Mental Health Blog

Embodied Healing

Posted by Mackenzie Sodestrom on

 

I have recently been reading The Body Keeps the Score by Bessel Van Der Kolk, MD., a book exploring the ways in which our brains, minds, and bodies both hold, and in turn, can heal trauma. Trauma may feel like a scary therapy buzzword, and it becomes tempting to push it away from ourselves “I am not a vet, I wasn’t abused, etc...I don’t have trauma.” The reality is, we all experience trauma in our life, whether it be “little t” traumas, or a “big T” Traumas.

Our brain holds trauma in a very primal, emotional part of our brain called the amygdala which is responsible for our fight, flight, or freeze reactions. This part of our brain is responsible for keeping us safe. When we experience trauma, however, this part of our brain can become hijacked and triggered if it feels similar to the trauma of the past, though there may not be imminent danger in the present. This leaves our bodies in prolonged states of stress, tension, and adrenaline. Our bodies, like this part of our brain, hold onto the experience of trauma as well, manifesting in aches, pains, tension, and sometimes medical issues.

Trauma survivors often become disconnected from their body, unaware of what they are feeling or of what the body may be trying to inform them. Becoming connected to our bodies helps integrate both the little and big “t” traumas into our story, loosening the grip of its power over our present reality. Psychologists used to believe that merely talking about the traumatic story would help loosen its grip, but more current research indicates that involving the body in this process yields more lasting results.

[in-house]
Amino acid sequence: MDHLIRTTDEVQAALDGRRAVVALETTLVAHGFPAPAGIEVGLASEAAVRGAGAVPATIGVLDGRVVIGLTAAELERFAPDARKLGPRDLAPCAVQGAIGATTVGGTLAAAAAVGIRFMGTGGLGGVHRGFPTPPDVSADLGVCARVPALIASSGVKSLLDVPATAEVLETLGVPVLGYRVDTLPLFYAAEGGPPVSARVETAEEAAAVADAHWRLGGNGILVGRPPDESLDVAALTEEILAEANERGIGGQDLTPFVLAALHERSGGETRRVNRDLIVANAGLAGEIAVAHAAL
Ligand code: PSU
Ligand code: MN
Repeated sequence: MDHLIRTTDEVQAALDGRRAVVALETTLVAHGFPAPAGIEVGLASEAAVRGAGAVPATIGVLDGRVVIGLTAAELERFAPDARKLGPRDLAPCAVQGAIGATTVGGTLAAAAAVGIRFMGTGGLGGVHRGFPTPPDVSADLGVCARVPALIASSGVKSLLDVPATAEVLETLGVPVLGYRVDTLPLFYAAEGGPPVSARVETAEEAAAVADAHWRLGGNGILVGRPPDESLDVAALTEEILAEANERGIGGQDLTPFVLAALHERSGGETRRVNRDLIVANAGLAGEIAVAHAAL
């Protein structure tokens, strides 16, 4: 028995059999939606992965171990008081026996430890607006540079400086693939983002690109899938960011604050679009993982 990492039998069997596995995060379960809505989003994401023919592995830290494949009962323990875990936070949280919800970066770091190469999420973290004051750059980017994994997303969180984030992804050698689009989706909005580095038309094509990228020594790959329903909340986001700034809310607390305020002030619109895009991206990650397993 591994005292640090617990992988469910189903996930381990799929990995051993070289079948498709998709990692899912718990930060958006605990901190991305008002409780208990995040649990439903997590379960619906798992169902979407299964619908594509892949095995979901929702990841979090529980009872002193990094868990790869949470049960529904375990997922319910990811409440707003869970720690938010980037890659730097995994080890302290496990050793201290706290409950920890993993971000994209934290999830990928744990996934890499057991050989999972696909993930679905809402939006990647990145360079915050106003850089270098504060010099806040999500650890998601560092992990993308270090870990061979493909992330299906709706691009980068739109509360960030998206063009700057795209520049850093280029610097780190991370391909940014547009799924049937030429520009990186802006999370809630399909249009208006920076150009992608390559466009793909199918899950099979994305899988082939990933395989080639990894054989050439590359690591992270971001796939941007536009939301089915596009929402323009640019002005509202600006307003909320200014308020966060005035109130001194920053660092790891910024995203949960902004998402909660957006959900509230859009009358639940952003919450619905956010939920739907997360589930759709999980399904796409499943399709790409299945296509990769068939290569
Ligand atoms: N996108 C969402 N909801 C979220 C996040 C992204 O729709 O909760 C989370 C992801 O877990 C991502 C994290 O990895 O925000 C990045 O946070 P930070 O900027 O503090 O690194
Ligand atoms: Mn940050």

If you are looking to heal the effects of trauma in your past to experience more freedom in your present, consider integrating your body into your healing as well. In addition to working with a trained therapist, finding a certified body worker or massage therapist can loosen tension, help you become more aware of bodily sensation, and allow you to experience safe physical touch. Practicing yoga similarly connects you with your body, releases emotion, and empowers you with core strength. Journaling is a helpful way to work through your story and moments of your day by tangibly using your body to write. Therapies like EMDR utilize natural body processes to integrate trauma. Mindfulness, breathing, and meditation exercises help ground you while teaching you to view yourself with compassion. Self-care activities, including exercise, eating well, and sleeping well will help maintain your results. We are embodied people, we cannot divorce our bodies from our inner world.

Please note that if your trauma history includes physical or sexual abuse or assault, some of these practices like yoga or bodywork may be triggering and challenging in the beginning. Safely working through these steps with your therapist will help you pace your healing well.

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